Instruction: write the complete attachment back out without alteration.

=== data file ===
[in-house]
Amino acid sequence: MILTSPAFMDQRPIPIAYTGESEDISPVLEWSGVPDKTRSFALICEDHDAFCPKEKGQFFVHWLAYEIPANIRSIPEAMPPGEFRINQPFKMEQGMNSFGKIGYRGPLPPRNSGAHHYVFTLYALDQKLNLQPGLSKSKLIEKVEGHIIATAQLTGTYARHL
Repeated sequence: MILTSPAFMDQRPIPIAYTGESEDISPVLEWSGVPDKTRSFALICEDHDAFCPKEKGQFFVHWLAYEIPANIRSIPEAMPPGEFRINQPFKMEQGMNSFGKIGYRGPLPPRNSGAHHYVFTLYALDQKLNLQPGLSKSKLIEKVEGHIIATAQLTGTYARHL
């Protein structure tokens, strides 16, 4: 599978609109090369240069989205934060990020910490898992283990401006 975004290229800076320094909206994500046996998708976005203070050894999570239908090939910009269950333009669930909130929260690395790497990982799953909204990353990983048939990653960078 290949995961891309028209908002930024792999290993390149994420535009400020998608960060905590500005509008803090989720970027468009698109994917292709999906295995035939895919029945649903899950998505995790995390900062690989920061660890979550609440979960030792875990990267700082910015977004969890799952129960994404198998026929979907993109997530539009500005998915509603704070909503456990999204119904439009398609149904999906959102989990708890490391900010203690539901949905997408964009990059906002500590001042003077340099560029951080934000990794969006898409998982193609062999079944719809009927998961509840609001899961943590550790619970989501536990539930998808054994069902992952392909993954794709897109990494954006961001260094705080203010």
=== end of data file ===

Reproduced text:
[in-house]
Amino acid sequence: MILTSPAFMDQRPIPIAYTGESEDISPVLEWSGVPDKTRSFALICEDHDAFCPKEKGQFFVHWLAYEIPANIRSIPEAMPPGEFRINQPFKMEQGMNSFGKIGYRGPLPPRNSGAHHYVFTLYALDQKLNLQPGLSKSKLIEKVEGHIIATAQLTGTYARHL
Repeated sequence: MILTSPAFMDQRPIPIAYTGESEDISPVLEWSGVPDKTRSFALICEDHDAFCPKEKGQFFVHWLAYEIPANIRSIPEAMPPGEFRINQPFKMEQGMNSFGKIGYRGPLPPRNSGAHHYVFTLYALDQKLNLQPGLSKSKLIEKVEGHIIATAQLTGTYARHL
């Protein structure tokens, strides 16, 4: 599978609109090369240069989205934060990020910490898992283990401006 975004290229800076320094909206994500046996998708976005203070050894999570239908090939910009269950333009669930909130929260690395790497990982799953909204990353990983048939990653960078 290949995961891309028209908002930024792999290993390149994420535009400020998608960060905590500005509008803090989720970027468009698109994917292709999906295995035939895919029945649903899950998505995790995390900062690989920061660890979550609440979960030792875990990267700082910015977004969890799952129960994404198998026929979907993109997530539009500005998915509603704070909503456990999204119904439009398609149904999906959102989990708890490391900010203690539901949905997408964009990059906002500590001042003077340099560029951080934000990794969006898409998982193609062999079944719809009927998961509840609001899961943590550790619970989501536990539930998808054994069902992952392909993954794709897109990494954006961001260094705080203010």